What did happen was quite surprising to many. In February, 2006, Borland announced that it was going to sell off the Developer Tools Group, the team that worked on all the development and database tools. Lots of speculation ensued--and the future was still uncertain. (The original announcement has been taken down, but an InfoWorld article still exists that talks about it.)
The DTG started "evangelizing" Delphi by offering tutorials, soliciting customer feedback, and even reviving the old DOS-day "Turbo" name by offering Turbo Delphi, Turbo C++ and other "Turbo" products for free. The products offered had some limitations of course, and were basically the single-product versions of Borland Developer Studio 2006, but probably did some good in bringing back fond memories, or at least reminding people that Delphi had some serious history. (I'm not sure if the key reason for the Turbo products--to raise awareness for Delphi and bring in new customers--was terribly successful.)
A new level of excitement arose (albeit mixed with trepidation) and in November, 2006, Borland officially formed CodeGear as a wholly owned subsidiary from the Developer Tools Group.
Many saw this as a very positive sign that not only was the group of people working on the products going to stay, but they would manage their own company and focus solely on developer tools. To answer this, CodeGear released Delphi 2007 only four months later. While mostly a bug fix for Delphi 2006, it introduced a few nice IDE features and Blackfish SQL (a revamped JDataStore). But more importantly, it was a sign that the new company was active and committed to producing a quality product which addressed the customers' concerns.
A little over a year later, Embarcedero purchased the CodeGear division from Borland. Delphi had finally left the company that took it from learning tool, to serious programming language, to enterprise-wide development platform. But even with a full suite of languages and platform support and now with the backing of a company who really wanted the products, the story had another twist coming.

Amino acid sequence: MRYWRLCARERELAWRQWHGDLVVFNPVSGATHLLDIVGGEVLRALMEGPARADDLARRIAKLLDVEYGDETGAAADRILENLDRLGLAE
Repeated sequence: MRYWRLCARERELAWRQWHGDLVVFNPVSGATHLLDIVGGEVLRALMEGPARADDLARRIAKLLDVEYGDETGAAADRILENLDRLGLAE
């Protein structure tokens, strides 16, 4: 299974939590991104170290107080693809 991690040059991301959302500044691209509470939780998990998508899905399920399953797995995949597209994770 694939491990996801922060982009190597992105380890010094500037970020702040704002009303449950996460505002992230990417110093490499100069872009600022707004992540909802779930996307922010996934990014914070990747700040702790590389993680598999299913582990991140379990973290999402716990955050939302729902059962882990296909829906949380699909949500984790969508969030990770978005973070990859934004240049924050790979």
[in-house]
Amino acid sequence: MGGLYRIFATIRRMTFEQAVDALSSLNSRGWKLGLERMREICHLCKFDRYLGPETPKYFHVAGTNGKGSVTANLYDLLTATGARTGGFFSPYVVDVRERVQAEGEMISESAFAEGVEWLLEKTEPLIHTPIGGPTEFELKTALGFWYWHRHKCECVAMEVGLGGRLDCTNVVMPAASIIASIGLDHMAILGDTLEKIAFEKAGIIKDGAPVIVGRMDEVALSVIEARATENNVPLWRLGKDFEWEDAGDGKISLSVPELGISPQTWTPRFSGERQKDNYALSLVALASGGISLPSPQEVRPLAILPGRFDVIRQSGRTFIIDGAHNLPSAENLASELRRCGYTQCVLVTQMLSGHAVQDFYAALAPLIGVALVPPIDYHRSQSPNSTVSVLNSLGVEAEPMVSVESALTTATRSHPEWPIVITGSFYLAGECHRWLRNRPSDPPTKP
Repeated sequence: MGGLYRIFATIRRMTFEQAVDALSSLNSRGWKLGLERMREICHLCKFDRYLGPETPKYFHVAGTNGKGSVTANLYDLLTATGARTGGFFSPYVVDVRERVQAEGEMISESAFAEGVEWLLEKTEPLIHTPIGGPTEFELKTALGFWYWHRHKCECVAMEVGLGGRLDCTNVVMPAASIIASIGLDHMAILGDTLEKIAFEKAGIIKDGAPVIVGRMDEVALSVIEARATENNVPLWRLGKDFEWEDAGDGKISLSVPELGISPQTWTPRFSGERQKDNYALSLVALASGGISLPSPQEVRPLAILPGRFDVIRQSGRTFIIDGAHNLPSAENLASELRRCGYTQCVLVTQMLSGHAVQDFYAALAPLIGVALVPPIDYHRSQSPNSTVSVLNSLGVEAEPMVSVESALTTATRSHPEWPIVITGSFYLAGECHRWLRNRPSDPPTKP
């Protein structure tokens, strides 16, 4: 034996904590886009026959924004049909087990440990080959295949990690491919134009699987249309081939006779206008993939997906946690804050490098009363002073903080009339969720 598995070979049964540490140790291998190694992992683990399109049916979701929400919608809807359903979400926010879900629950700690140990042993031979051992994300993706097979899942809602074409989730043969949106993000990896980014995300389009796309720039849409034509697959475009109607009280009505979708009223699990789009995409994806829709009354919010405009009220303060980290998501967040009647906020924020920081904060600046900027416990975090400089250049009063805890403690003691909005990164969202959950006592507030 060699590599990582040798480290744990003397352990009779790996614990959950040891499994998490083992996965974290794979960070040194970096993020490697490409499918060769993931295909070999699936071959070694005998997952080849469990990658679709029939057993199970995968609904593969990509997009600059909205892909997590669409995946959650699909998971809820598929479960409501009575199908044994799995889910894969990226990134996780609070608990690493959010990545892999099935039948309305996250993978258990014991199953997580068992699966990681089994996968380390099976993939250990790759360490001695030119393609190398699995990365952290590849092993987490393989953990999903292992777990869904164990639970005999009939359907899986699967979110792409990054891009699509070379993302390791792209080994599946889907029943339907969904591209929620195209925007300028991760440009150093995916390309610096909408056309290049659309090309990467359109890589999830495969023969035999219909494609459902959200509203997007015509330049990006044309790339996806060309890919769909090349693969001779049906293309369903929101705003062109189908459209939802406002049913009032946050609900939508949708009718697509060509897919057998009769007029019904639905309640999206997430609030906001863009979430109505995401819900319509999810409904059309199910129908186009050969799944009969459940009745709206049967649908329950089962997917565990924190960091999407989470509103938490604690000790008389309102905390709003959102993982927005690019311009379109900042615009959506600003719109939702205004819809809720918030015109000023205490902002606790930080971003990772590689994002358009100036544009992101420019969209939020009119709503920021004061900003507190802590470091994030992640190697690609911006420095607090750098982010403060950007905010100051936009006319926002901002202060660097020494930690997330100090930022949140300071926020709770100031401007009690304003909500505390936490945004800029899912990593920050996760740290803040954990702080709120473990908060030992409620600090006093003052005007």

In 2008, Delphi 2009 for Win32 was released with unicode support--the most significant upgrade ever for the Delphi line. Strangely missing was the .NET component.
Meanwhile, another company, RemObjects (which had produced several Delphi libraries) had written the only other Pascal compiler on the planet (well, since Microsoft Pascal for DOS in the early 1990s), but instead of providing a rich development environment like Delphi, built it as a plug-in to Microsoft's Visual Studio IDE. This product was named Chrome. There was no upgrade path from Delphi Win32 or Delphi for .NET, but that was by design--they didn't want to bring along lots of historical baggage. Their release for Visual Studio 2005 had been slowly gaining ground.
Then in October, 2008, RemObjects and CodeGear jointly announced Delphi Prisim which was the Delphi IDE coupled with RemObjects Pascal compiler for .NET, or version 3 of Chrome that works either in Delphi or as a plug-in to Visual Studio 2008.
The story will continue, no doubt, for several more years. I am still developing most everything in Win32 Delphi--as a vast number of Delphi developers are. I suppose someday, Microsoft will force the issue and stop supporting the platform, but when I look at the applications stil coming from them, I'm not worried that it will be any time soon.
The .NET platform is well-engineered and has lots of features built-in that currently require 3rd-party libraries or lots of programming for equivalent functionality in Win32. I am excited about learning the new technology, but there is always a learning curve and there must be a good reason to move.
For now, I will continue to support and trust the Delphi product line. I still believe it is a very solid product and I also believe there will be a company behind it for quite some time.